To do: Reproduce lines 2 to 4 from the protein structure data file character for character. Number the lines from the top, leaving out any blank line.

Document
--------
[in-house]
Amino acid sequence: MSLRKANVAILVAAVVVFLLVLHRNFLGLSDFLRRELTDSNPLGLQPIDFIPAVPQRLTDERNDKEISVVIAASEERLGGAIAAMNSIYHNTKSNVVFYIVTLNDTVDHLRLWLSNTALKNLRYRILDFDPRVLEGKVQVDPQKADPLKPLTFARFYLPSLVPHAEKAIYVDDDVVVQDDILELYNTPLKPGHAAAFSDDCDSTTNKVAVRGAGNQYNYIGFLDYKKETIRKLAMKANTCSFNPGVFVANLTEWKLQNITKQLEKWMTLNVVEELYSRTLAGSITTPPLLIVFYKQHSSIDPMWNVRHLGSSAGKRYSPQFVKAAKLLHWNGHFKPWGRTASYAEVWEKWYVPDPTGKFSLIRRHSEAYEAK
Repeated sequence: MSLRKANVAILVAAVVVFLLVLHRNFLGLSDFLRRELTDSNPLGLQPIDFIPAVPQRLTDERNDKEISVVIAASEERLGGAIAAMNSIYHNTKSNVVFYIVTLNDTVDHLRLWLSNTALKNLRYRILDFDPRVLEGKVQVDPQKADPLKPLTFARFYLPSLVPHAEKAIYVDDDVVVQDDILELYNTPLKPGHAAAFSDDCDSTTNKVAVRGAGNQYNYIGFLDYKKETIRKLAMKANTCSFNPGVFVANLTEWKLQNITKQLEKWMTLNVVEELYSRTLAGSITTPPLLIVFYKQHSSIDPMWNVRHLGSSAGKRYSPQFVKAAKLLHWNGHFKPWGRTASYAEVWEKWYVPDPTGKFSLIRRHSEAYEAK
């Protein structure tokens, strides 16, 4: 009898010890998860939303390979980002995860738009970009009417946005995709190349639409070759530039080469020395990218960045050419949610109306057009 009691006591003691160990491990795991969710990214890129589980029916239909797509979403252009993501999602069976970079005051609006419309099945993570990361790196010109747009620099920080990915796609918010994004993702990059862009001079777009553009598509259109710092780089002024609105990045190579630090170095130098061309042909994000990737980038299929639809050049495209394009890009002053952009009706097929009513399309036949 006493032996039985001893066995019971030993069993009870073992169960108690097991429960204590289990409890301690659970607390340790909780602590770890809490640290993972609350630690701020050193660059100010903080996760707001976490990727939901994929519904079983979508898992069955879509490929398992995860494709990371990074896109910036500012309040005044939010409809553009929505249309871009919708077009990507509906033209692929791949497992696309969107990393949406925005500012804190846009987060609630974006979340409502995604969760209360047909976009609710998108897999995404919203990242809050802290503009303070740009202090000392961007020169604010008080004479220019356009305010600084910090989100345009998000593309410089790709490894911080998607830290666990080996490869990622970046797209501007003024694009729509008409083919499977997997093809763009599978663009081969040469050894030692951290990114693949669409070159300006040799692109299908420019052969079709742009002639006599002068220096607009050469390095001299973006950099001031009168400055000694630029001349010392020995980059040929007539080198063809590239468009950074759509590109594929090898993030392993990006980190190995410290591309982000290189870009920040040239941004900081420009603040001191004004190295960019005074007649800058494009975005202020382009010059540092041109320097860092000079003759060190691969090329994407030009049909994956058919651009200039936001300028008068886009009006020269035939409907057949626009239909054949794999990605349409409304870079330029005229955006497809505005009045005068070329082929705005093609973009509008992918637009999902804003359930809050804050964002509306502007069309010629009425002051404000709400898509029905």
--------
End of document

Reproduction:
Amino acid sequence: MSLRKANVAILVAAVVVFLLVLHRNFLGLSDFLRRELTDSNPLGLQPIDFIPAVPQRLTDERNDKEISVVIAASEERLGGAIAAMNSIYHNTKSNVVFYIVTLNDTVDHLRLWLSNTALKNLRYRILDFDPRVLEGKVQVDPQKADPLKPLTFARFYLPSLVPHAEKAIYVDDDVVVQDDILELYNTPLKPGHAAAFSDDCDSTTNKVAVRGAGNQYNYIGFLDYKKETIRKLAMKANTCSFNPGVFVANLTEWKLQNITKQLEKWMTLNVVEELYSRTLAGSITTPPLLIVFYKQHSSIDPMWNVRHLGSSAGKRYSPQFVKAAKLLHWNGHFKPWGRTASYAEVWEKWYVPDPTGKFSLIRRHSEAYEAK
Repeated sequence: MSLRKANVAILVAAVVVFLLVLHRNFLGLSDFLRRELTDSNPLGLQPIDFIPAVPQRLTDERNDKEISVVIAASEERLGGAIAAMNSIYHNTKSNVVFYIVTLNDTVDHLRLWLSNTALKNLRYRILDFDPRVLEGKVQVDPQKADPLKPLTFARFYLPSLVPHAEKAIYVDDDVVVQDDILELYNTPLKPGHAAAFSDDCDSTTNKVAVRGAGNQYNYIGFLDYKKETIRKLAMKANTCSFNPGVFVANLTEWKLQNITKQLEKWMTLNVVEELYSRTLAGSITTPPLLIVFYKQHSSIDPMWNVRHLGSSAGKRYSPQFVKAAKLLHWNGHFKPWGRTASYAEVWEKWYVPDPTGKFSLIRRHSEAYEAK
């Protein structure tokens, strides 16, 4: 009898010890998860939303390979980002995860738009970009009417946005995709190349639409070759530039080469020395990218960045050419949610109306057009 009691006591003691160990491990795991969710990214890129589980029916239909797509979403252009993501999602069976970079005051609006419309099945993570990361790196010109747009620099920080990915796609918010994004993702990059862009001079777009553009598509259109710092780089002024609105990045190579630090170095130098061309042909994000990737980038299929639809050049495209394009890009002053952009009706097929009513399309036949 006493032996039985001893066995019971030993069993009870073992169960108690097991429960204590289990409890301690659970607390340790909780602590770890809490640290993972609350630690701020050193660059100010903080996760707001976490990727939901994929519904079983979508898992069955879509490929398992995860494709990371990074896109910036500012309040005044939010409809553009929505249309871009919708077009990507509906033209692929791949497992696309969107990393949406925005500012804190846009987060609630974006979340409502995604969760209360047909976009609710998108897999995404919203990242809050802290503009303070740009202090000392961007020169604010008080004479220019356009305010600084910090989100345009998000593309410089790709490894911080998607830290666990080996490869990622970046797209501007003024694009729509008409083919499977997997093809763009599978663009081969040469050894030692951290990114693949669409070159300006040799692109299908420019052969079709742009002639006599002068220096607009050469390095001299973006950099001031009168400055000694630029001349010392020995980059040929007539080198063809590239468009950074759509590109594929090898993030392993990006980190190995410290591309982000290189870009920040040239941004900081420009603040001191004004190295960019005074007649800058494009975005202020382009010059540092041109320097860092000079003759060190691969090329994407030009049909994956058919651009200039936001300028008068886009009006020269035939409907057949626009239909054949794999990605349409409304870079330029005229955006497809505005009045005068070329082929705005093609973009509008992918637009999902804003359930809050804050964002509306502007069309010629009425002051404000709400898509029905």